Anyhow, while the waiting room gave me a lot to think about, the exam experience totally had me, well, laughing. I think, as a woman who's borne children, I am used to exams that start with "Here, pee in this cup," include a "Put this gown on and strip from the waist down" and end with a "We'll see you in a few weeks." Tyler, on the other hand, was about to lose it! When he came into the exam room after he pee'd in the cup he said, "I didn't know I was gonna have to do that" and bemoaned his lack of planning. "Oh ye of little experience," I thought! The nurse came in shortly after his deposit and took his blood pressure. She giggled a little when it was a little high and she asked, "Are you nervous?" You go girl. Probably at this point I was feeling a little satisfied in turn-about-being-fair-play and all that, but when she handed him a paper gown and told him to strip, then left him standing agape, I about lost it. Isn't that awful? I was sure I couldn't think of any words of comfort at that point (he was seriously trying to find the emergency exit out of the exam room or the candid camera hidden in a corner) so I did what any loving, supportive, nurturing wife would do . . . I totally started to laugh. Like. Tears were coming out and I couldn't catch my breath as I watched him panic-stricken wondering around totally bewildered at what to do first? I totally had to walk him through it: "Take your shoes off first," "You can leave your socks on," "Drape your pants on the carseat over there since I'm sitting in the chair," "No, babe, unless you want your sphincter checked, the gown opens in the front." And the whole time Tyler's comments ebbed and flowed from aghast to disgusted to embarrassed and back to shock . . . all over the humiliation chart. And I was wiping the tears. In effort to make him feel better I tried to encourage him to think about the future and how much better it would be, to, ya know, which he stopped me pretty quick and said he didn't want to think about that. We tried making conversation about what kind of person becomes a urologist, but that didn't help him out either because he was mortified when I suggested him going to a female urologist instead of Dr. Snip Snip. Bless his heart. It was really trying for him. And I was STILL chuckling.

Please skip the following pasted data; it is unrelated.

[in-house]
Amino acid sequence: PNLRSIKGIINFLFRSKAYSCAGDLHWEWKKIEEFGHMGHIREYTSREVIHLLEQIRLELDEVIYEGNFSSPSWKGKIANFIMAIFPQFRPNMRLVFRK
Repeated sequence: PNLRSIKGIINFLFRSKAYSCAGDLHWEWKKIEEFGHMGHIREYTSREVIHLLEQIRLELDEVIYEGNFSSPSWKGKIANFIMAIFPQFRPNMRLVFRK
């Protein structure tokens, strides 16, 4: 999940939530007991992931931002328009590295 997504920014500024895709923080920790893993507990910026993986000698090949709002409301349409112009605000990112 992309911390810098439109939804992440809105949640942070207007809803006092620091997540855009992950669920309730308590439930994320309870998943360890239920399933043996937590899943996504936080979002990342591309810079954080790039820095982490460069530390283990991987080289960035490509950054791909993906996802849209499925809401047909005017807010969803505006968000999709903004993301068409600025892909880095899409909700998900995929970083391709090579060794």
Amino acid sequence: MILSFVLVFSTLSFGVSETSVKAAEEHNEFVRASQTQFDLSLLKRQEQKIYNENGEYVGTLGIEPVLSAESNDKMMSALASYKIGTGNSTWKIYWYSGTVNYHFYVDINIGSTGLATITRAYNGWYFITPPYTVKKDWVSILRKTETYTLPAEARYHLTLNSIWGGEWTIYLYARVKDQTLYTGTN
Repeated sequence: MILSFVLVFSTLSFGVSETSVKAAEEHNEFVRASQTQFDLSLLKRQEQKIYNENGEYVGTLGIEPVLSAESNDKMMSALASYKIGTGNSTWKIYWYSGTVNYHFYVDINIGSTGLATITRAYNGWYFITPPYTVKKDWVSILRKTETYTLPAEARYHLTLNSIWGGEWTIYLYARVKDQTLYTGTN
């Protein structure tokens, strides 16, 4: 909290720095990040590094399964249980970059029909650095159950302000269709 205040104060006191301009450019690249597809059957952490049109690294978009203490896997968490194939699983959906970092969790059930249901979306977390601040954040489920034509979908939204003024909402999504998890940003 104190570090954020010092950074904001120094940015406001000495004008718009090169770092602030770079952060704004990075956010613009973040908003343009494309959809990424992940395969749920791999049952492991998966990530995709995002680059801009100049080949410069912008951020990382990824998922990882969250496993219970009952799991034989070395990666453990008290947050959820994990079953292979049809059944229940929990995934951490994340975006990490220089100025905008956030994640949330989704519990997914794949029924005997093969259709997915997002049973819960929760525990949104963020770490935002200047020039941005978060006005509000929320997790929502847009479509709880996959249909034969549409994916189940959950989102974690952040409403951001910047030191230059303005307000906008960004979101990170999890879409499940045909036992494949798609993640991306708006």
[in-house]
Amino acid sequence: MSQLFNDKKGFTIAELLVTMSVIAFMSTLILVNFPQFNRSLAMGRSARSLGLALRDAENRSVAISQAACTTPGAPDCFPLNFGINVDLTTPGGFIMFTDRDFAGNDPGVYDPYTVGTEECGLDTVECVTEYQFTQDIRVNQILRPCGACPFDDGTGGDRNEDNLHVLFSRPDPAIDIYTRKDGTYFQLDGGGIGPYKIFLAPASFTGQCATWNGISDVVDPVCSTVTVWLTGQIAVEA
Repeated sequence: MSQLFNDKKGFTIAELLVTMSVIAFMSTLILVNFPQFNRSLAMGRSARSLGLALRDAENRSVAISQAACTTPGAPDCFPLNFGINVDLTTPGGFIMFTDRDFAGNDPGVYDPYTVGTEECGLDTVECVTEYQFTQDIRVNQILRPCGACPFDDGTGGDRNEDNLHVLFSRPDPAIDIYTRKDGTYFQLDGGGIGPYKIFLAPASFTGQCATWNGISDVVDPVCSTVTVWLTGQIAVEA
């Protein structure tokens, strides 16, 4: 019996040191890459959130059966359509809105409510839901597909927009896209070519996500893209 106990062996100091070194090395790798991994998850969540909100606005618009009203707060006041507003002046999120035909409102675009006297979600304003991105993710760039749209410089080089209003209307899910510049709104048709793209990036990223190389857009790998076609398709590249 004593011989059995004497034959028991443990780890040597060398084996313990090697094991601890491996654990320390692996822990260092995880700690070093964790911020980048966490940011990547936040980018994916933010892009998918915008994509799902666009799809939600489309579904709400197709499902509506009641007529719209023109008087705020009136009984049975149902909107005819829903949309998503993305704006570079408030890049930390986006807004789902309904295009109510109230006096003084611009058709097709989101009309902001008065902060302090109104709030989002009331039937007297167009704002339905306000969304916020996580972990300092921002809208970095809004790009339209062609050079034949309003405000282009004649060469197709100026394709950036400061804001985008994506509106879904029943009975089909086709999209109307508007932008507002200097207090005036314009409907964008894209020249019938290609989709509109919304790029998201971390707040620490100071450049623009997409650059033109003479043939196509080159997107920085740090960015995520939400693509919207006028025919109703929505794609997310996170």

Well, pretty quick, Dr. Snip Snip came in and I immediately notice the Dr.'s laser-hair-removed arms, his flimsy handshake, and his high-lighted hair that could VERY well have been plugged into the top of his head. He asked what # Briggs was and didn't flinch when we said 5. He asked if we were sure we were done, and then took a gander at my, well, my gander. I just looked away at that point and listened to him tell Tyler what he'd be doing, how to shave, etc. And thankfully it was over. I KNOW, despite how medically professional Dr. Snip Snip was, Tyler felt completely violated and the only words of comfort I could give him once we were alone again were, "Now you kinda know what a woman goes through pretty much every OBGYN appt." Once we made the official appointment I decided we needed to go get some Mexican (his fave) and that tonight I'll give him something he really likes . . . chocolate cream pie. Cuz, nothin' says "Thanks for being fondled by a random stranger" like chocolate pie.